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How Successful Leaders Give Honest Feedback That Inspires People and Does Not Hurt Their Ego

How Successful Leaders Give Honest Feedback That Inspires People and Does Not Hurt Their Ego

Leader’s are the most scrutinized, misinterpreted and misunderstood people in the world. As a leader, you must be cognizant of your tone, body language and your word choice. You have to be firm but not overbearing, assertive but never aggressive, friendly but never to familiar…and the list goes on. Good leadership is akin to walking a tight-rope while juggling knives and being chased by a lion.

Communicating as a leader is never easy.

Effective communication and good leadership are synonymous. They are espoused. If the two ever divorce, efforts, organizations, and vision become orphans struggling to survive in a dysfunctional home.

One particular aspect of communication trips up more leaders than anything else…and that is providing feedback to those they lead. It’s tricky terrain to navigate. There are so many extremes and variations of feedback, from the angry boss that no one can please, to the leader who provides no feedback whatsoever. Understanding and appreciating the value and importance is one side of this important coin. The other side is truly understanding how to use feedback and criticism as a tool[1] that corrects and empowers those you lead.

Understand that different feedback has different effect on people.

The first step in providing proper feedback is to understand what it is. The best description that aptly frames the concept of feedback is Kevin Eikenberrry’s four types of feedback model.[2] His model breaks feedback into four distinct categories:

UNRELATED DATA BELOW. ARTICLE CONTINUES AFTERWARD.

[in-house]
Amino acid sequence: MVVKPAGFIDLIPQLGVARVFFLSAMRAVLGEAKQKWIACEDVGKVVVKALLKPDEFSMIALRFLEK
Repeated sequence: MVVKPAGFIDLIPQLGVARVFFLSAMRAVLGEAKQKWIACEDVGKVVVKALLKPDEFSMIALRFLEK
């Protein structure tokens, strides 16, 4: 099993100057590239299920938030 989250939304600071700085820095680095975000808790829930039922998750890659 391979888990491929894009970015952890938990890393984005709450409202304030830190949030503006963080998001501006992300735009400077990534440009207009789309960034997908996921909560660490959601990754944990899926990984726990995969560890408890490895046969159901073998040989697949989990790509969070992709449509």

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  1. Negative feedback: corrective comments about past behavior (things that didn’t go well).
  2. Positive feedback: affirming comments about past behavior (things that went well and should be repeated).
  3. Negative feedforward: corrective comments about future behavior (things that shouldn’t be repeated in the future).
  4. Positive feedforward: affirming comments about future behavior (things that would improve future performance).

His approach encourages leaders to establish a balance both positive and negative with emphasis on providing advice on how to improve in the future. This is the primary component that is largely missing from the feedback repertoire of most leaders–focusing on the future or feedforward.

Helping those you lead understand what worked and what didn’t and how they can move forward without repeating negative behaviors should be the goal of feedback. Simply providing negative–or even positive feedback isn’t enough. Feedback should be a tool that teaches, enhances and moves people forward. Feedback that isn’t accomplishing this is ineffective.

The key to an effective feedback is not skipping negative feedback, but balancing both positive and negative elements in it.

Now that we have a clear picture of what balanced feedback looks like, let’s turn our attention to the “how” of providing feedback. One of the most ineffective, insincere forms of feedback is the blanket praise that is vague and insincere.

“I’d like to thank the team for the great job and all of their hard work on that project.” It sounds nice and it technically is positive feedback but it doesn’t point out which behaviors were good and should be repeated and what they should do to improve performance on the next project. It also may feel disingenuous to some team members who may feel they carried more of the load than others. Everyone is aware that a leader is supposed to say “great job team!” and be encouraging, however, feedback should never have a “check the box” feel.

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Below are a few things to consider as you are providing balanced, yet feedforward focused feedback: